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Watermelon For Diabetes
Diabetes is a metabolic disorder where the body is unable to utilize the sugar that has been absorbed from food. This causes the level of sugar in the blood to rise, leading to many health related issues. For this reason, diabetics have to manage their daily carbohydrate intake lest their blood sugar levels rise too high. High blood sugar levels can cause damage to different parts of the body like the heart and kidneys. In fact, the majority of deaths amongst diabetics is due to cardiovascular diseases.
As watermelon is a sweet fruit, many people mistakenly assume that it is bad for diabetics. Watermelon is good for diabetes management and should form part of a diabetes diet. Watermelon is rich in nutrients which benefit the body in many different ways. High vitamin A content helps maintain your cells’ health and is good for the eyes. Vitamin C helps the body to fight infections and is a potent antioxidant. It is rich in vitamin B1 and B6 which help keep energy levels high. High potassium & magnesium levels help blood circulation, regulate nerve impulses and have a beneficial effect on blood pressure. It is fat free and cholesterol free, both important factors in a diabetic diet. In fact, it delivers more nutrients per calorie than most other fruits.
Lycopene is another nutrient found in large quantities in watermelon. This is another potent antioxidant that protects against heart disease and other circulatory disorders that diabetics are prone to. Antioxidants are molecules that travel through the body and neutralize free radicals. Free radicals, which are caused by oxidation, can cause tremendous damage to cells in the body. They oxidize cholesterol, making it stick to the walls of the arteries thus causing blockages. This can lead to heart attacks and strokes. In this manner, lycopene can help protect the body from coronary heart disease. It has also been found to be effective in protecting against many cancers like colon cancer, colorectal cancer, breast cancer and lung cancer. Studies have found that in patients with colorectal adenomas, a polyp that is a precursor to most colorectal cancers, blood levels of lycopene were about 35% lower than in patients with no polyps.
Blood Sugar Levels & Insulin Resistance
Vitamin C and beta carotene, also present in abundance in watermelon, are also very effective at neutralizing free radicals. Studies have shown that high intake of vitamin C can help reduce the severity of asthma attacks as well as reduce the inflammation caused in rheumatoid arthritis and osteoarthritis. Many diabetics complain of feeling only half full after a meal. Watermelon is a good addition to their diet. The high fiber and water content coupled with low sugar content can keep them full without impacting their blood sugar levels. Arginine, another nutrient found in watermelons is very effective in enhancing the effect of insulin on sugar, thus reducing insulin resistance. It is also beneficial in cases of erectile dysfunction, another health issue that many diabetics have to cope with.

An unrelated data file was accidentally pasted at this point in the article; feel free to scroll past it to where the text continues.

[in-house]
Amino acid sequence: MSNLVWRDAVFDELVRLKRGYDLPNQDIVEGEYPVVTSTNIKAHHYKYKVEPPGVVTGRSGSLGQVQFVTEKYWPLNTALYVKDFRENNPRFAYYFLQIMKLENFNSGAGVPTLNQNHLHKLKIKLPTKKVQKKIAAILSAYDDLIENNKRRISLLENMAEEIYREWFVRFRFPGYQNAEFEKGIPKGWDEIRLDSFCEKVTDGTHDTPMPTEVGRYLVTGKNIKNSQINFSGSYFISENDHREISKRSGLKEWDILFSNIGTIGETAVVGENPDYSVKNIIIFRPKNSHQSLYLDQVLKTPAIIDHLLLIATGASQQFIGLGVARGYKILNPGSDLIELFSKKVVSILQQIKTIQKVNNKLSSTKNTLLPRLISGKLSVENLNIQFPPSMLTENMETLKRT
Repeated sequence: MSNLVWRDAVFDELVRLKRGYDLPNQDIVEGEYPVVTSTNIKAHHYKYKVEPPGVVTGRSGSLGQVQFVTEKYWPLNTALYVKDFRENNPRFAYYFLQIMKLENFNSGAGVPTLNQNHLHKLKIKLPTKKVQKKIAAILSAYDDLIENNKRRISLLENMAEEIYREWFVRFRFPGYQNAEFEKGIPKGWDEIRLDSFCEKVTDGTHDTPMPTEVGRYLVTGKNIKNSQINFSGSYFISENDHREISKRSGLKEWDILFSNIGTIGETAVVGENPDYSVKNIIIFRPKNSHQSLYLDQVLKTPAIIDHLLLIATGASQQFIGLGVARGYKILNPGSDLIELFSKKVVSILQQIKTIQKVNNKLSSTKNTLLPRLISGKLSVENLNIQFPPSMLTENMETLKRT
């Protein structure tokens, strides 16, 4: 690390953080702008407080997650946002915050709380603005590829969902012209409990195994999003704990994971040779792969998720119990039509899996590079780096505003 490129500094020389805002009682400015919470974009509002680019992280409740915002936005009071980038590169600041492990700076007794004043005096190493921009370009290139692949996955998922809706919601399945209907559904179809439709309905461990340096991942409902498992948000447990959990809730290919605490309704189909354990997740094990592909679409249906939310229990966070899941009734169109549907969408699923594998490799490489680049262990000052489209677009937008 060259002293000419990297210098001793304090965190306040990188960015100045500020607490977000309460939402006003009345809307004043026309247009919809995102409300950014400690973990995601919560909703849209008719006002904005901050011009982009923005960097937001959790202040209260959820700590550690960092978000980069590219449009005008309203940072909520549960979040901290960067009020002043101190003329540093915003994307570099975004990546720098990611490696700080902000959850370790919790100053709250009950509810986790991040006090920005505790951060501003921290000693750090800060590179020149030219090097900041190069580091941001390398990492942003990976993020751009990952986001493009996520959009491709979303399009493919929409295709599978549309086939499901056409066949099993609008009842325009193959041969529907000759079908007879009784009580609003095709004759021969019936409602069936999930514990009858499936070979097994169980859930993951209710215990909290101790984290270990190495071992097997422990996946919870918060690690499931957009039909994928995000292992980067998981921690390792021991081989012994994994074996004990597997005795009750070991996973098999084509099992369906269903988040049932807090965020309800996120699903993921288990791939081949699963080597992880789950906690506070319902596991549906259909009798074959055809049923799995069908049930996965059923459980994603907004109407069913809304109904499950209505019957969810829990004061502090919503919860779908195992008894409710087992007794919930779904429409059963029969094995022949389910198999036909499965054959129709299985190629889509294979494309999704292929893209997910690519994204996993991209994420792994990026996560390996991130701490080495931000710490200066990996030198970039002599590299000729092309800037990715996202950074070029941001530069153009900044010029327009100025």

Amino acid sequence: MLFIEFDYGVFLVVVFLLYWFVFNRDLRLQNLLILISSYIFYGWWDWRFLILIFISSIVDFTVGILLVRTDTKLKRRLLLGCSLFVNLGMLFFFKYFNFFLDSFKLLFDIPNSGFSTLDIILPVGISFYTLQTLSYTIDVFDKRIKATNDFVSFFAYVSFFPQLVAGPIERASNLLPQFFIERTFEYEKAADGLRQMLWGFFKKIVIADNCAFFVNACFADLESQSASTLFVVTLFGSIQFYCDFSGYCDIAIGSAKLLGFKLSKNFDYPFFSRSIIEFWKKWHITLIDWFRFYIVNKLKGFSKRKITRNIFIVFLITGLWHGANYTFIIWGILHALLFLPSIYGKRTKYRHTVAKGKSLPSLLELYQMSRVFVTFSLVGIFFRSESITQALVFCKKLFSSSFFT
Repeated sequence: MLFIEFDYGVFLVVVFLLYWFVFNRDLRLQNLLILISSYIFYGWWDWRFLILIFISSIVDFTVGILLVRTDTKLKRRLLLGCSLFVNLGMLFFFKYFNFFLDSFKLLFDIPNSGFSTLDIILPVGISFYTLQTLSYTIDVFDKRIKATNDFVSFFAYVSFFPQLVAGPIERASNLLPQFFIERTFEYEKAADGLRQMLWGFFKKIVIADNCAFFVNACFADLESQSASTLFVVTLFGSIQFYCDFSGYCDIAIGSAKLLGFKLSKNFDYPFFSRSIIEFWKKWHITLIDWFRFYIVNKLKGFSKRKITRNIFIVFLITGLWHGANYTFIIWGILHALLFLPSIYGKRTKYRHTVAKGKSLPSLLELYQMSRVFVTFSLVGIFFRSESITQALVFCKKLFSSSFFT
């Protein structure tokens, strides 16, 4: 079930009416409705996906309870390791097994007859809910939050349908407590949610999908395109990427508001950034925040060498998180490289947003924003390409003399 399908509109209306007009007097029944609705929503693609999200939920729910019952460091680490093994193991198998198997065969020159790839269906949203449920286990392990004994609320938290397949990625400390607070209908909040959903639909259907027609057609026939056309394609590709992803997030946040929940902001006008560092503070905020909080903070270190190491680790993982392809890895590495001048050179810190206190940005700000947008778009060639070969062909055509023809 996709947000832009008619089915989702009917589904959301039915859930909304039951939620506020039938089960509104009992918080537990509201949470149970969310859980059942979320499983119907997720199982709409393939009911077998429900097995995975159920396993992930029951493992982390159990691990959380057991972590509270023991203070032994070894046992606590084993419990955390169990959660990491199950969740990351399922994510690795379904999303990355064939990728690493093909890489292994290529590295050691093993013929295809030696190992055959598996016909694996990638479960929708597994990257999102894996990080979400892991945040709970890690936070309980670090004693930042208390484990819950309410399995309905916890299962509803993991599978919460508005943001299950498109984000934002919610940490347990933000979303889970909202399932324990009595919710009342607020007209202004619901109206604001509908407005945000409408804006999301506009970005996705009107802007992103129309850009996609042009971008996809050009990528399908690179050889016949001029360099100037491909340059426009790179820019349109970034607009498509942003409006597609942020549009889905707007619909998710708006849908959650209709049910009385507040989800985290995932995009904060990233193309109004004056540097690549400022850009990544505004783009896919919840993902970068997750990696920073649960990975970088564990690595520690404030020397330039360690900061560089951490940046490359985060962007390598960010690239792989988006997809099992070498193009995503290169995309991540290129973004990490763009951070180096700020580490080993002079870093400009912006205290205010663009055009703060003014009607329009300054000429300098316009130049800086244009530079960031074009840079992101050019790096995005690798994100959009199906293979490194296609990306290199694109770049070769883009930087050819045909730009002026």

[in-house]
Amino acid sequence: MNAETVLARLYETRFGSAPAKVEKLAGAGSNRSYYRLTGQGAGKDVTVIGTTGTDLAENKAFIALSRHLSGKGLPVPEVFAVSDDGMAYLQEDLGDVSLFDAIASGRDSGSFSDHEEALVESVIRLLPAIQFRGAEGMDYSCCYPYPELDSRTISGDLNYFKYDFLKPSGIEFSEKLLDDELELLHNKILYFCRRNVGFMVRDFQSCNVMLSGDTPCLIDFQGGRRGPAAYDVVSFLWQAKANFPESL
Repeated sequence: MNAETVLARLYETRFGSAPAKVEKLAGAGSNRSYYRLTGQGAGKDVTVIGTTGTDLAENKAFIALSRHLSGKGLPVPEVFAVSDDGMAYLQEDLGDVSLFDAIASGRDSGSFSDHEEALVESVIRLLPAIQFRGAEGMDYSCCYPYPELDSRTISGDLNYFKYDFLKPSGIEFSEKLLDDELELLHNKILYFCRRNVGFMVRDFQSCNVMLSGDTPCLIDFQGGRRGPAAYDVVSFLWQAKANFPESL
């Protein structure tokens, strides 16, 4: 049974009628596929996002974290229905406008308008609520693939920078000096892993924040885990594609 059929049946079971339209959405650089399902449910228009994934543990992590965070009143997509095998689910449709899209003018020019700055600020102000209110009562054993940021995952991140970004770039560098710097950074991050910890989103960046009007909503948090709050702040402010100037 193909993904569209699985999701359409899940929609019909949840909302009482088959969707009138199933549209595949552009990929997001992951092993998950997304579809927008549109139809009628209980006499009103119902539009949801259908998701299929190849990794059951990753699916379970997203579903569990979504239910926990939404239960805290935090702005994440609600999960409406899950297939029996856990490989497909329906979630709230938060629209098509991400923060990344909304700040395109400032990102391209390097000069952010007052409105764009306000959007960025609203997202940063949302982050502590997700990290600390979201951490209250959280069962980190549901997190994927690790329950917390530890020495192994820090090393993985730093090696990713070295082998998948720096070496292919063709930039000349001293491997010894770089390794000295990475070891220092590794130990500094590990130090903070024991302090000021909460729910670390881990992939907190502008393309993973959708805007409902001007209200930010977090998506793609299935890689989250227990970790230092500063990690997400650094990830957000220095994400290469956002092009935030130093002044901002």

Kidney disorders are also common among diabetics. The high potassium content in watermelon helps in washing off toxic compounds in the kidneys. It is also helpful in reducing blood uric acid levels which can otherwise cause kidney damage. The high water content in watermelon also induces frequent urination which helps the kidneys flush out toxins from the body. Most dieticians recommend a diet plan for diabetics with at least 5 - 10 servings of fruits and vegetables every day. The ratio of vegetables to fruit will depend on your personal taste, but it is suggested that you have at least three servings of fruit every day. This may sound like a lot each day, but watermelon can make this feasible. You can have it in the form of a juice which will still deliver all the essential nutrients to your body. For variety, a dash of honey and lime would just add to the taste. It is a great way to beat the summer heat!
And lastly, a word on picking the right watermelon. This can be a tricky affair as the fruit is usually uncut. Look for one that is neither very shiny nor very dull. If the melon doesn’t have this marking, it may be because it was harvested prematurely and will not be as tasty as a result.
|Submitted on January 16, 2014|